Best examples of architectural design in Grantham have been recognised by the Grantham Civic Society.
The society launched its Townscape Awards earlier this year, a scheme which runs every three years and aims to showcase fine buildings and schemes that help make the town a great place to live and visit.
Following a judging process, winners and runners-up were invited to a presentation at the Mayor’s Parlour on Saturday.
But before winners were announced, two special awards – engraved glass apples – were presented to craftsmen behind two prominent pieces of art in the town. The first was presented to stonemason Derren Rose for his work on the Queen Eleanor plaque on the Guildhall. The second was presented to Nigel Sardeson, who carved the Isaac’s Apple sculpture in Wyndham Park.
Guests then heard from Grantham Civic Society member John Manterfield, who talked about each of the two environmental projects up for the award. They were the splash pool at Wyndham Park and the adventure playground at Belton House.
Mr Manterfield called them both “first-class examples” and added: “Both of these projects have been very successful if you look at the number of families and children that have used them.”
The winner of the environmental project category was the adventure playground at Belton House, which guests heard attracted 449,000 for the 12 months up to February, 250,000 of which went through the playground.
Speaking afterwards, Belton House general manager Alec Gordon said: “I’m absolutely delighted to win the award.
“The playground is coming up to its 40th anniversary so we are proud to continue the tradition that the Brownlows started at Belton.”
The civic society’s Graham Cook introduced the next category – restoration projects.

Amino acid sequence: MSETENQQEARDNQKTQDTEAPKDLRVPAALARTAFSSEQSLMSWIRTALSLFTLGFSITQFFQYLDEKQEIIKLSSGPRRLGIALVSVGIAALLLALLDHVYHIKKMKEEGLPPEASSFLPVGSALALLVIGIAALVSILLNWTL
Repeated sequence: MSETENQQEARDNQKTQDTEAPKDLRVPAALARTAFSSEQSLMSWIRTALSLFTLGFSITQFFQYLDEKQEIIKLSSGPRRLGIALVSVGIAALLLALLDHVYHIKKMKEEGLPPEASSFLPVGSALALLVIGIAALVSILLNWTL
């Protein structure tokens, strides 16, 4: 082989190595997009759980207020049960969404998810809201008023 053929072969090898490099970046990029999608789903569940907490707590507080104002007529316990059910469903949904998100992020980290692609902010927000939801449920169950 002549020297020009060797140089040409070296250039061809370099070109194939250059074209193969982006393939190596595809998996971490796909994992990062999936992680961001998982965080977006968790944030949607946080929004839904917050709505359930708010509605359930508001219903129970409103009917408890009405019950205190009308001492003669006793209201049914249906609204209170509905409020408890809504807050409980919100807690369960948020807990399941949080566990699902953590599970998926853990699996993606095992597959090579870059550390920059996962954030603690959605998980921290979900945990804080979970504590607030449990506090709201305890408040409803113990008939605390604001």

Three projects were considered, the first being Stonebridge House. Mr Cook said: “I was fascinated to find how much of the old building is still there. The cellars are fascinating to go around and a lot of the elements are still there.”
The second project assessed was ChristChurch, in Finkin Street, which is part way through an extensive refurbishment programme. This includes the front of the building which has been carefully restored and an access ramp put in.
Mr Cook said: “They have spent a lot of time and effort on upgrading services there and they’ve done it with great care, expending enormous care on the building itself.”
The Tap & Tonic and Market View restaurant, in Market Place, was the third and final nominee, going on to win the award. Mr Cook described the restoration of the previously unused part of the building as “extraordinary”, adding: “They went to great trouble to retain original features where possible and used high quality materials throughout.”
Paul and Karen Adams accepted the award, and later told the Journal: “We’re absolutely delighted.”
Mr Adams added: “When we were listening to the other projects we thought we wouldn’t win because it’s obviously on a much smaller scale, but it’s a more personal achievement in a sense and with a lot more personal input.”
Five contenders were up for the new build project award, and they were Vine Street Surgery, Spire View, the St Barnabas Hospice unit in Grantham Hospital, Martin Court retirement flats in St Catherine’s Road and the Little Gonerby Infant School extension.
Winner was the surgery, which was praised by civic society member Ruth Crook. She told how an ancient mulberry tree had been carefully protected and how the extension was carefully designed to ensure it was not visually intrusive.
Dr David Baker and healthcare support worker Jayne Shaw accepted the plaque on behalf of the surgery. Dr Baker said he was “really pleased” to have won following a three-year planning and build process, while Ms Shaw commented on how the mulberry tree is now a “showpiece” at the surgery.
The other four nominees were highly commended. Martin Court was praised for offering a “high standard of accommodation” while the infant school extension was described as “beautifully done”. The design of Spire View, a development of three properties in Swinegate, was praised as fitting in with the “fabric of Grantham” and for taking advantage of the views of St Wulfram’s Church spire. Meanwhile, judges were “blown away” by the atmosphere created in the hospice unit in the hospital.
Winners were presented with plaques while the highly commended projects received certificates, by Mayor of Grantham Mike Cook.